As is the case with many early armored vehicles, the armored Daimler from 1909 is not widely known and has received only scant attention in publications. Just one vehicle was built, possibly as early as 1908, and it was used during maneuvers in 1909 alongside other vehicles with the aim of understanding the value of armored cars for the army. As the results were deemed to be negative, the German War Ministry abandoned the armored car as a viable concept and the Daimler 1909 disappeared from records.
Unfortunately, most records of German armored cars made before 1918 were lost during the Second World War. Therefore, research is mostly limited to contemporary news reports, few secondary sources, and observation of the only known photograph. However, it is not uncommon that these contradict each other. Despite this, some information is still preserved and warrants an analysis.
It is possible that production of the armored vehicle had already begun in 1908. In the military magazine ‘Mitteilungen über Gegenstände des Artillerie- und Geniewesens’ from early 1908, it is mentioned that:
“An armored car was accepted by the Saxon Army Administration in Remscheid. It is equipped with a machine gun and the armor gives such protection that, even in close quarters combat, it provides complete protection for the crew.”
It is striking that the supposed 1909 model was also armored in the city of Remscheid. Furthermore, in the French ‘Journal des sciences militaires’ of November 1908, it is noted that if tests were successful, they would be taken into service as reconnaissance vehicles with Saxon regiments. Another mention comes from the Streffleurs militärische Zeitschrift from June 1909 which states that:
“in addition to the armored car of the Rheinischen Metallwaren- und Maschinenfabrik [Ehrhardt BAK, red.], which has been tested since 1907, another such vehicle was built in 1908 by the Versuchsabteilung of the Verkehrstruppen in Berlin and armored in Remscheid.”
An argument can be made against this position as well. A short notice in the Allgemeine Sport-Zeitung of 17th January 1909 mentions that an armored car was under construction for the Testing Unit of the German Mobile Troops (Verkehrstruppen) to be used during the autumn maneuvers. However, that does not necessarily disprove the theory, as it is possible that production started in 1908 and was still underway by early 1909. This is further strengthened by a mention from April 1909 that, in that month, an armored car was taken over by the Saxon Army Command.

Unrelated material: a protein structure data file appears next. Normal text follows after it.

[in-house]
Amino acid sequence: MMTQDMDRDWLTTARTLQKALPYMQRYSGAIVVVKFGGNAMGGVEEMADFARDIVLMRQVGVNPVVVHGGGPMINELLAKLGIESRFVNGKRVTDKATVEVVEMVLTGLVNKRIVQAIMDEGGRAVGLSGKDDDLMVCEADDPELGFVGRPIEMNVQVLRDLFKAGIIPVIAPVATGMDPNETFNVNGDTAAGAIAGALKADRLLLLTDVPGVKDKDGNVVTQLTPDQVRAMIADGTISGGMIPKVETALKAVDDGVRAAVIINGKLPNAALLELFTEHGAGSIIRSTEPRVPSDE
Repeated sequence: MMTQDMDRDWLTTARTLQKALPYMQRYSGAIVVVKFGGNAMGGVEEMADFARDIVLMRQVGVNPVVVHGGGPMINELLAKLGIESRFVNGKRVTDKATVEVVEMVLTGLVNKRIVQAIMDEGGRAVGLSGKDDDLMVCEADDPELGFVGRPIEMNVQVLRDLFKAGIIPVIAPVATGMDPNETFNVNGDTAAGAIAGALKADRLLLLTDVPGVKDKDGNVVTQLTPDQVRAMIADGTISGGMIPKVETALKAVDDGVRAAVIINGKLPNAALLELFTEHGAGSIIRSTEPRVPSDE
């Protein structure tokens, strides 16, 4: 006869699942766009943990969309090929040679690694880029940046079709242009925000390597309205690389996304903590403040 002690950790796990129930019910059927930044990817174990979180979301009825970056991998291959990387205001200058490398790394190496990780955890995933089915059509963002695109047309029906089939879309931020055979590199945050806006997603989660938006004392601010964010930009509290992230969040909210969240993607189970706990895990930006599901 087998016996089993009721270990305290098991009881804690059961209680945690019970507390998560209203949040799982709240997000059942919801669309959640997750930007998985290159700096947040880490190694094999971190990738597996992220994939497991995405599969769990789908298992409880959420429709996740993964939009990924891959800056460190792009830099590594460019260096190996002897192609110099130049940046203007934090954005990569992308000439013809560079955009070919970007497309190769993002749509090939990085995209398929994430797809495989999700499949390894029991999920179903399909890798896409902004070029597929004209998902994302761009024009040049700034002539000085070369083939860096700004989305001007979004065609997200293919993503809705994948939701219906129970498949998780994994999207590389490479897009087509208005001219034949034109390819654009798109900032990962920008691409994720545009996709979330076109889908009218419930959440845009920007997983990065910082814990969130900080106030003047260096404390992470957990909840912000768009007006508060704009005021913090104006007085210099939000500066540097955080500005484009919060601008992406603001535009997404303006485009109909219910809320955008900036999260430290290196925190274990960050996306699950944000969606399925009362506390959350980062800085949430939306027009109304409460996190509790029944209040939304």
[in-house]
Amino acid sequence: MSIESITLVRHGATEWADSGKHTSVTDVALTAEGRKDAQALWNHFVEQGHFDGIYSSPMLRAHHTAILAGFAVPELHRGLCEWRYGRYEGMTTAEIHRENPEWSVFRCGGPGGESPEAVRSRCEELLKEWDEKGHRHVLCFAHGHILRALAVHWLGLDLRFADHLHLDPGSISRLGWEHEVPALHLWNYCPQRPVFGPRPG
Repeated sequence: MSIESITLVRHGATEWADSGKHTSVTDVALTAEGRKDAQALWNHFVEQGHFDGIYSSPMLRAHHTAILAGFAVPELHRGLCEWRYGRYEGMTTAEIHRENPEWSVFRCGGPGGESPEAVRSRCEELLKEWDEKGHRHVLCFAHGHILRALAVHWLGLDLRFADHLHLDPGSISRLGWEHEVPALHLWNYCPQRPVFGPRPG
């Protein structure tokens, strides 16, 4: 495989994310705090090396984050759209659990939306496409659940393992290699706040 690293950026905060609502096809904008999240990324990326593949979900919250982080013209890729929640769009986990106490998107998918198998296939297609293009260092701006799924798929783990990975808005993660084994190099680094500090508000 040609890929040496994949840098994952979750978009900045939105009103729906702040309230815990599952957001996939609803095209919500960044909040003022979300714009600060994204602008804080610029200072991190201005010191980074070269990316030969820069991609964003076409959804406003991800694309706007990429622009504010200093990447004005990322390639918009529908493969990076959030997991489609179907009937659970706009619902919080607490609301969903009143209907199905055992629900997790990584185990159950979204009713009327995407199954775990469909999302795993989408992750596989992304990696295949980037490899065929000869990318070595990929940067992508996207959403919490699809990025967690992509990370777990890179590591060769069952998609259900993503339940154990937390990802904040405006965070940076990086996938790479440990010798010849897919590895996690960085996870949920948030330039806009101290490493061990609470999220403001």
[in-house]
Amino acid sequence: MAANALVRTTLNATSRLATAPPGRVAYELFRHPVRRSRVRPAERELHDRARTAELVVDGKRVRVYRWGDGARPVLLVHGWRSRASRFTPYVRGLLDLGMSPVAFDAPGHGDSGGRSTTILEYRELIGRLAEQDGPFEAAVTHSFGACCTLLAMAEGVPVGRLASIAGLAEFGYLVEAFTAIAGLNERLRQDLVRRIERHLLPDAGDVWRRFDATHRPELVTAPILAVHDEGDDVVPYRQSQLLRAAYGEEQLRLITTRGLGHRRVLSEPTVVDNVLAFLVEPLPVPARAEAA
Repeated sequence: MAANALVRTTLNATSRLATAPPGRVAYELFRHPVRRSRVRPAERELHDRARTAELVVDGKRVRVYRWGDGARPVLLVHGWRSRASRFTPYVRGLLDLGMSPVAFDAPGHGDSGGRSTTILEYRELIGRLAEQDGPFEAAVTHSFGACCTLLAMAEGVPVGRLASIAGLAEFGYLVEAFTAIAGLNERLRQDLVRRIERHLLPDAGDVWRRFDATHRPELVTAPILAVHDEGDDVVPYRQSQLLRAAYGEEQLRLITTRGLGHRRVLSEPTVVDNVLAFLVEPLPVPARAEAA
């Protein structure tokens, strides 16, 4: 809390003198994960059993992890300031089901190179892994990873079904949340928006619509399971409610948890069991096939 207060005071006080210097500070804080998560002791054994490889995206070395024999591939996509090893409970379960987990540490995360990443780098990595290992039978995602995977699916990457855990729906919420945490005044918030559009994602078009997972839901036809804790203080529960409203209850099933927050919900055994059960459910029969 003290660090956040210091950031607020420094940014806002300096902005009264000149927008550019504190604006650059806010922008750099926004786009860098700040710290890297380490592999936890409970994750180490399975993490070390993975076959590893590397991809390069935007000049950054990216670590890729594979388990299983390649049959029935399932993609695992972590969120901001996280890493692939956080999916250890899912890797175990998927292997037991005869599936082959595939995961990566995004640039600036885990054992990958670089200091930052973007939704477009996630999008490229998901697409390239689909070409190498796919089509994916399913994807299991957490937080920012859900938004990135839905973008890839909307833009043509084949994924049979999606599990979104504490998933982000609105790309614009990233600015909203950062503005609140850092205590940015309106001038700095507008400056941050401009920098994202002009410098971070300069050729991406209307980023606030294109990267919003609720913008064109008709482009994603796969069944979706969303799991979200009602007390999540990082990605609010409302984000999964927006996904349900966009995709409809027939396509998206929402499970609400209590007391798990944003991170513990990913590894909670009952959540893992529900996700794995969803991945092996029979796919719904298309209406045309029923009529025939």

Name of the Daimler 1909 Model
It appears that the vehicle never received an official name. It is generally referred to as an armored Daimler or Mercedes chassis. Since 1902, all sport and tour cars of the Daimler company were advertised as Mercedes, so naming it either Daimler or Mercedes is both correct. Walter J. Spielberger called it a 45-PS-Mercedes-Wagen, while Heinrich Kaufhold-Roll named it Mercedes-Panzer-Maschinengewehr-Wagen. Rainer Strasheim gave no name and referred to it as a “makeshift armored car, based on a 40 hp Daimler chassis”.
The vehicle was assembled in the city of Remscheid. A contemporary source mentions the Stahlwagenfabrik (Steel car plant), referring to the Bergische Stahl-Industrie. This factory did produce steel chassis for railway cars and thus had the right tools to be able to produce an armored vehicle.
The vehicle was based upon a commercial Daimler chassis, also known as Mercedes, but the specific model is unknown. It is also unclear how much horsepower the Daimler petrol engine provided, as figures are given of either 35, 40, or 45 horsepower. The spoked wheels, protected by steel discs, were shod with pneumatic tires and suspended by leaf springs.
In terms of external appearance, the vehicle showed similarities with the French CGV 1905 and seems to have been partially modeled after it. The front radiator was unarmored which allowed sufficient cooling of the engine, but also made it very vulnerable to enemy fire. The crew compartment was located behind the engine. The driver could see through a large hatch in the front, which could be folded up or down. Another large opening was located on the right side of the car. The presence of a similar opening on the left side is possible but not visible on the photograph. Behind the driver was a large open-topped crew compartment. Again similar to the CGV, large closable hatches were located on each side. It is unknown what the rear looked like. The car was open-topped but, in the single known photograph, a tarpaulin is fitted to protect against rain. According to the French Journal des sciences militaires, there was space in the vehicle for ten people, including a driver.
Spielberger claims that the vehicle was armored with 3.5 mm thick plates. This would have been totally inadequate to provide reliable protection against infantry weapons fire, especially from close range. This was made worse by the large hatches that were easy to fire through once opened and the pneumatic tires that could easily be damaged by enemy fire.